TED partner Google has allowed for the first time a journalist (Saul Hansell from the NYT) to spend a day with engineer Amit Shingal and his "search-quality team" -- the people responsible for the very secret mathematical formulas that decide which web pa
I think entrepreneurs are modern day superheroes. They are taking great personal risk, at great personal costs, because they just want to make your life better. They are people to emulate. From Freshbooks.
I was going to write a rant about my recent less-than-optimal experience with Apple support while trying to get some help for my poor 7 month old engagement video ipod. Battery is pooched after 7 months (free repair shipping expired after 6 months - coincidence?!). Apple support - jerky. Am very cranky.
BUT .. I'm not going to write about that :) I'm here with a positive message and some easy action steps.
Raise your hand if you've thought recently: "Shit, I have this paper towel/chewing gum/automotive/assault rifle/ostrich farmer client who wants to use social media and I have no CLUE where to start! I'm not sure what to do (fear) and it will probably be really hard (laziness)." Good news - this post is for you.
See, social media is about passion. Ted Rheingold, CEO of Dogster, uses the phrase "passion-centric communities". I love this! To be a better marketer, for your client or for your organization, you need to get in touch with your passion.
That's right .. I know you have a passion. Just because you're a marketer, doesn't mean you're a soul-less, evil, shell of a person. I KNOW you have one. What is it? Model trains? Vintage license plates? Yoga? Your kids? Cooking? Volunteering at the Humane Society? C'mon. Think. What is it?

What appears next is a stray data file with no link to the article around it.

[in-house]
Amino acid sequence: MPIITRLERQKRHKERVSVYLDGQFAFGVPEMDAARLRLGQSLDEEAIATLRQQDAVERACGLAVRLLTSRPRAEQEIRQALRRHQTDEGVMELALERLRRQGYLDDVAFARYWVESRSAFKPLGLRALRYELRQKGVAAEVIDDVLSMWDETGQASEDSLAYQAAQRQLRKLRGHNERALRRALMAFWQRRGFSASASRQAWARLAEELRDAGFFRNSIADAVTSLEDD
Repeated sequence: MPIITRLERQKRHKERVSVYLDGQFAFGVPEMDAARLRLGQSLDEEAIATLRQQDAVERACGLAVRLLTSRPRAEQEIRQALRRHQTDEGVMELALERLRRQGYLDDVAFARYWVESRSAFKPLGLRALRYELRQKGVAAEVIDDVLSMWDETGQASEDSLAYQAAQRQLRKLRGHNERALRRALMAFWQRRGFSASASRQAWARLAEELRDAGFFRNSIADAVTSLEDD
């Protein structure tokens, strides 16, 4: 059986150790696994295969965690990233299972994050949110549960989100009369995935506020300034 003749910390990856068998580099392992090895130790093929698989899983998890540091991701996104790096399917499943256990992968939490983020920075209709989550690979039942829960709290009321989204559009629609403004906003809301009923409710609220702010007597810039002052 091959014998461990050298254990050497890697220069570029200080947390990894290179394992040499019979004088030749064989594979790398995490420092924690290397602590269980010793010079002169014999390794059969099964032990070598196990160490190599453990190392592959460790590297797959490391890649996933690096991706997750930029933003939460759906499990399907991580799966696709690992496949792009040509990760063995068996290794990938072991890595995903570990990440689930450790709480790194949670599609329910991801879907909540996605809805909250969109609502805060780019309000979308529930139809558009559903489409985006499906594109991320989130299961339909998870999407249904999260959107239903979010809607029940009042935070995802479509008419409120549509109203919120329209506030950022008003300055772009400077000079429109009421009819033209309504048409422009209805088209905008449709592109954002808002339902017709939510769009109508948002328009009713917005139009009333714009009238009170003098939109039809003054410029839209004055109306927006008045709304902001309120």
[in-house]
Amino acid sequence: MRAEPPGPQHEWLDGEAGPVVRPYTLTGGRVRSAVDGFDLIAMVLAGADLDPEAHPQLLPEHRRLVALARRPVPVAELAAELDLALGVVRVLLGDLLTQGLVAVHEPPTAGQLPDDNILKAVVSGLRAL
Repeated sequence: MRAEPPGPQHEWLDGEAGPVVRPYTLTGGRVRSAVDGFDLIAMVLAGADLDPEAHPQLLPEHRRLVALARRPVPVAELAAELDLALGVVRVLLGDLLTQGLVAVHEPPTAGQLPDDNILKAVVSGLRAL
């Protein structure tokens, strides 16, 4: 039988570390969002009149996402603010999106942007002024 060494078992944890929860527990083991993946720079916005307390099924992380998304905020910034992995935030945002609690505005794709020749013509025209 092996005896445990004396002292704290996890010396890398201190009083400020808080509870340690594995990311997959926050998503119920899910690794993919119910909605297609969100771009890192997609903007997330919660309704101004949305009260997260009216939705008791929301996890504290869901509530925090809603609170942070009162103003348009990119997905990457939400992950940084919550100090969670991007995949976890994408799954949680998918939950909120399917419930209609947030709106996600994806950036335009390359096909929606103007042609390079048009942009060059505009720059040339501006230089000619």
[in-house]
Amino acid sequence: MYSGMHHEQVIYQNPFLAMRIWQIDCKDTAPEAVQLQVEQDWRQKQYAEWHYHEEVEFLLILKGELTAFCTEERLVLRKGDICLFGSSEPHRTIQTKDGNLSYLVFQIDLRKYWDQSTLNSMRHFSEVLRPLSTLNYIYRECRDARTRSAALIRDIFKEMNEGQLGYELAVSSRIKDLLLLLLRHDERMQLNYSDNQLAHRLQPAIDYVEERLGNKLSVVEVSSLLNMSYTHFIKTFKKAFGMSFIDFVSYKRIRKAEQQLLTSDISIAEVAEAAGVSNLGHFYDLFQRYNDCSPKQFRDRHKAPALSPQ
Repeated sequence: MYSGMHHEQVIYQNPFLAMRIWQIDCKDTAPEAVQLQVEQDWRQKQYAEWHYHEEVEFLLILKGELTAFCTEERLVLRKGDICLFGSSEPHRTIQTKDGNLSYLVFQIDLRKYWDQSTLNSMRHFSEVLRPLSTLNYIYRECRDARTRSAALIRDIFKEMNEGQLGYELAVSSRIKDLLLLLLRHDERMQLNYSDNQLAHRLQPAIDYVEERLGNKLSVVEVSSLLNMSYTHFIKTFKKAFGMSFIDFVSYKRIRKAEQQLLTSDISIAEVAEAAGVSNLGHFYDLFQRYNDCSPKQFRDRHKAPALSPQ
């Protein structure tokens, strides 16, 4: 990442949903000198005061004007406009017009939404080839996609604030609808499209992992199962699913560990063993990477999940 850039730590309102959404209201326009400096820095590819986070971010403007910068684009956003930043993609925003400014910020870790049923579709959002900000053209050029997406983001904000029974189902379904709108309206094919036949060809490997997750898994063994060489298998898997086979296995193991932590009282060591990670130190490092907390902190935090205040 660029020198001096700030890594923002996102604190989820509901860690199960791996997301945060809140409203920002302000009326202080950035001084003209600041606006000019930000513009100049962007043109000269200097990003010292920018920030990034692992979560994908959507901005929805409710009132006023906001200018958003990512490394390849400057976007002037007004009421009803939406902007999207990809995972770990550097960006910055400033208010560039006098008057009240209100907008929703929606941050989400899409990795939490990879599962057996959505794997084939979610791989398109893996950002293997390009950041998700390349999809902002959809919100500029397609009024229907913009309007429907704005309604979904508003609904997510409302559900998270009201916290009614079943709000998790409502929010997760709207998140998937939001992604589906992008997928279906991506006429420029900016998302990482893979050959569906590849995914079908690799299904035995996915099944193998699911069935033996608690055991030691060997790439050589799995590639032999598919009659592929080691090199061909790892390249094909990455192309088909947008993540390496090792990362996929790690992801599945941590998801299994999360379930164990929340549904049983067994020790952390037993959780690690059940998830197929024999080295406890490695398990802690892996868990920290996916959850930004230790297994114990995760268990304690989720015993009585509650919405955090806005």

OK, now that you've chosen your passion, I want you to engage with it and your passion-centric community using social media.
It's not as hard as you think it is. Here are 8 easy steps you can take to engage with your passion AND learn about social media tools. I've put these in increasing order of difficulty:
1. Comment on a blog or a podcast. But NOT a marketing one! This isn't about showing how smart you are to your peers. This is about finding something you care about and contributing to the community that has formed around that passion. How do you find your community? Easy, try Technorati (or the Podcast.net Directory for podcasts). You can do a search there and find blogs on your topic ranked by authority. I searched on gardening and came up with some great blogs. The second and fourth ones looks really promising.